I am writing regarding the article “The hospitalist program: A new specialty on the horizon in acute care medicine,” BCMJ 2003;45(8):391-394.
It occurs to me that the hospitalist program is well intentioned, however, wrongly staffed; I explain: staffing the hospitals with general practitioners from the community at large only exacerbates the very problem that it is supposed to help, the orphaned patients. In fact, it takes away from general practice the very physicians who are in greatest demand, those who can truly treat all patients, regardless of their age and medical problem. I instead believe that the hospitalist program should be staffed with those physicians who are waiting in the queue to enter the IMG (International Medical Graduate) credentialing system in BC, of whom there are many doing menial jobs and wasting their expertise waiting for a chance. What better medium than a hospital, where they can be assessed by their peers, sharpen their medical and language skills, and work under supervision, as well as make a decent wage with which to have a proper start in Canada?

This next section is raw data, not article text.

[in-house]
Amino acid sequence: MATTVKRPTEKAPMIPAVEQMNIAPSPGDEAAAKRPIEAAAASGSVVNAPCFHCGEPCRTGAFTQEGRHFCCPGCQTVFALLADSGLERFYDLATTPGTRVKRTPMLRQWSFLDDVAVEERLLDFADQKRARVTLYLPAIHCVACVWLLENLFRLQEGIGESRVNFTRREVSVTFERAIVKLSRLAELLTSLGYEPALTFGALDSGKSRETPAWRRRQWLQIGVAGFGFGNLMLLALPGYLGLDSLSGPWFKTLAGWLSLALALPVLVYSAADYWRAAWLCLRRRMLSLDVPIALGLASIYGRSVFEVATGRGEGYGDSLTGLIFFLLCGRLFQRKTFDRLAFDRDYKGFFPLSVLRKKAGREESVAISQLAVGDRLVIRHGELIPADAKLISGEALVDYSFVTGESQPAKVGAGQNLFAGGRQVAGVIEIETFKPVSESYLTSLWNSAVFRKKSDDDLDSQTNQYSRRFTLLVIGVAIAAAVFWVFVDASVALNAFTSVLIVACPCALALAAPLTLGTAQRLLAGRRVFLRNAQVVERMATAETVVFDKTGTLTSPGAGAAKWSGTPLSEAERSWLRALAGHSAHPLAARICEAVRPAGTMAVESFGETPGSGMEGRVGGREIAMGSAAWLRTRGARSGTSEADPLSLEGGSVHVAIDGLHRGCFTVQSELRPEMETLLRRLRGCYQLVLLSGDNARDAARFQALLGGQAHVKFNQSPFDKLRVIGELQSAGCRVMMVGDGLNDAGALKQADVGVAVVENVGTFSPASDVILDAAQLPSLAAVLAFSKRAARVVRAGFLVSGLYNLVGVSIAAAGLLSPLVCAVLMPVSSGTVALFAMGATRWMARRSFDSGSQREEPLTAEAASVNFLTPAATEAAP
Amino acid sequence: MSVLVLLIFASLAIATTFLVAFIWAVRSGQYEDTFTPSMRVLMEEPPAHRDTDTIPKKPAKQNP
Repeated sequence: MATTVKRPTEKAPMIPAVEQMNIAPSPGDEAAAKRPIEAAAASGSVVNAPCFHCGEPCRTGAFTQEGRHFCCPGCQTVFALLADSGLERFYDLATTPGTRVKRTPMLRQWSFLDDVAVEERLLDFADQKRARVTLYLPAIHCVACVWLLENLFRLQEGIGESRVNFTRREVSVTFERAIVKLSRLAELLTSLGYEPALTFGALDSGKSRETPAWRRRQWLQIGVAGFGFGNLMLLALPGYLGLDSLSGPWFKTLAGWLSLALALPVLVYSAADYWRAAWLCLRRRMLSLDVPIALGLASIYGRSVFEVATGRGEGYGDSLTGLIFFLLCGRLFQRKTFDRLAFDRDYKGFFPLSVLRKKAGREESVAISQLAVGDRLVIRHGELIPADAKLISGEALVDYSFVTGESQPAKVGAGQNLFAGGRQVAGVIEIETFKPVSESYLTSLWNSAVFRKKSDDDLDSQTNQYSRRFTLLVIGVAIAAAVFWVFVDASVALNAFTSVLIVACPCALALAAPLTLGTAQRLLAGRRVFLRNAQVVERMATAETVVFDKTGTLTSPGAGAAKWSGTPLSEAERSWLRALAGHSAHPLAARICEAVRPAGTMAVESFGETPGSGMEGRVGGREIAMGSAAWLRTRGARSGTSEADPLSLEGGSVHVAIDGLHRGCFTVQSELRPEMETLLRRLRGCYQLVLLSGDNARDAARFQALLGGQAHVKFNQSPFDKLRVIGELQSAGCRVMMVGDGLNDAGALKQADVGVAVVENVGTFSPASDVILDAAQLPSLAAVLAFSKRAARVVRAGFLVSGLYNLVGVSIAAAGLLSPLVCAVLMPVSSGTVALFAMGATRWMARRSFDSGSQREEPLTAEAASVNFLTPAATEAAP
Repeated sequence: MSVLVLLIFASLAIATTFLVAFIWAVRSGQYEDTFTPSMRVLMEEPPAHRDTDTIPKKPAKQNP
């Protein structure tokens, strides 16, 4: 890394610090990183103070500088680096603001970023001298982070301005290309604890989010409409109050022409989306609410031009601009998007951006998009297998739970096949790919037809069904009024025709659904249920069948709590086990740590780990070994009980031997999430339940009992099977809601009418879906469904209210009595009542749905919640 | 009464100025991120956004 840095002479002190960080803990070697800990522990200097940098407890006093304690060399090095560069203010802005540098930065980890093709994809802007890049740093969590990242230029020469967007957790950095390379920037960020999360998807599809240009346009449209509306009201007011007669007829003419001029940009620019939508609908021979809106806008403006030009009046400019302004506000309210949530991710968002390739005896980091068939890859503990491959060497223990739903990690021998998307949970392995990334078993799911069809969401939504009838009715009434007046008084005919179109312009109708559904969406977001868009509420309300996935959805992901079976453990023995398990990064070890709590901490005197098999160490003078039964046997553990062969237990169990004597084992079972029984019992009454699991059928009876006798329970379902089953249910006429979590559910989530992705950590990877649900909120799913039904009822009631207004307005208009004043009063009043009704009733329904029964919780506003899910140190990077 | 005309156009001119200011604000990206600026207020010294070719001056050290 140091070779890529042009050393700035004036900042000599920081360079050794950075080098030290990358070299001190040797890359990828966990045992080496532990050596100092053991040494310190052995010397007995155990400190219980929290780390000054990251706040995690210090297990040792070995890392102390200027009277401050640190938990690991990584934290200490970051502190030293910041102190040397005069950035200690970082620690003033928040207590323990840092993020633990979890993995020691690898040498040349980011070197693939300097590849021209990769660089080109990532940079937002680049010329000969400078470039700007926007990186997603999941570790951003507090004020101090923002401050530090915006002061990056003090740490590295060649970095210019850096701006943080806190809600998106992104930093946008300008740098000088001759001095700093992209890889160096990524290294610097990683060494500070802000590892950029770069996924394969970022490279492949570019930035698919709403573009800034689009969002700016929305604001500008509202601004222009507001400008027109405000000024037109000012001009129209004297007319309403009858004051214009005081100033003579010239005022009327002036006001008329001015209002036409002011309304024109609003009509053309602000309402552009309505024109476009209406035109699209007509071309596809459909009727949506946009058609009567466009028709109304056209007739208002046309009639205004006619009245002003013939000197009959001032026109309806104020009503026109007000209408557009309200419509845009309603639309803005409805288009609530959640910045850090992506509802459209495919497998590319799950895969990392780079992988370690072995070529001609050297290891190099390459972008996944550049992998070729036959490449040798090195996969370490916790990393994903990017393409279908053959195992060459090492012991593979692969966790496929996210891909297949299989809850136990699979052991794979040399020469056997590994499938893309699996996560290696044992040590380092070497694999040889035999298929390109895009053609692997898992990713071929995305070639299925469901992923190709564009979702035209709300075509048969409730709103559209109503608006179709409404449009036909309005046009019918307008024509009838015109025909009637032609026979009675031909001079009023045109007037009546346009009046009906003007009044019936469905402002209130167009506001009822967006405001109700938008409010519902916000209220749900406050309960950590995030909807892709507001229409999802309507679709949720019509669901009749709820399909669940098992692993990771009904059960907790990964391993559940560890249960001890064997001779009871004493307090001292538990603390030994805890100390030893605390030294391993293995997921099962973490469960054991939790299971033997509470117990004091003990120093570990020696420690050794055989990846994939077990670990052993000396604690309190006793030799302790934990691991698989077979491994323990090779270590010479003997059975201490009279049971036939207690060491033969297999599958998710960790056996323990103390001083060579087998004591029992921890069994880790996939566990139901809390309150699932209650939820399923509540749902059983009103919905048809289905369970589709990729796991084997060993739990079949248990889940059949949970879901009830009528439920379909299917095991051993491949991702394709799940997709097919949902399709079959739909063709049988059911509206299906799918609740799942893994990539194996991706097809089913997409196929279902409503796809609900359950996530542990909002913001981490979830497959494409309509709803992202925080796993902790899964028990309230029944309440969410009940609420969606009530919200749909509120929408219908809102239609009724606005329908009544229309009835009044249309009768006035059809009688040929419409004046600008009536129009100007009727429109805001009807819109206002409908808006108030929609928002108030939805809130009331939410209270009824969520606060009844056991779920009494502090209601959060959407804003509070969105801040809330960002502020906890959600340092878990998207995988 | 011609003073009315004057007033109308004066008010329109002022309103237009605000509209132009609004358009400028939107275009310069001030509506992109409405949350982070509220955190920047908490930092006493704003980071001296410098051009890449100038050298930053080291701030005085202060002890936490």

Too bad the Ministry of Health and/or the College do not see this superb opportunity for what it really is: a way to assess and register the foreign physicians among our population, giving them at the same time a way to make a start here and provide to those approved a way to enter our exceedingly inflexible medical system. The proposal, if implemented, would surely go a good way to providing more physician bodies to help in these times of serious depletion amongst our ranks, both specialists and general practitioners.
—Alex Porzecanski, MD
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Halpern SD, Ubel PA, Caplan AL, Marion DW, Palmer AM, Schiding JK, et al. Solid-organ transplantation in HIV-infected patients. N Engl J Med. 2002;347:284-7.
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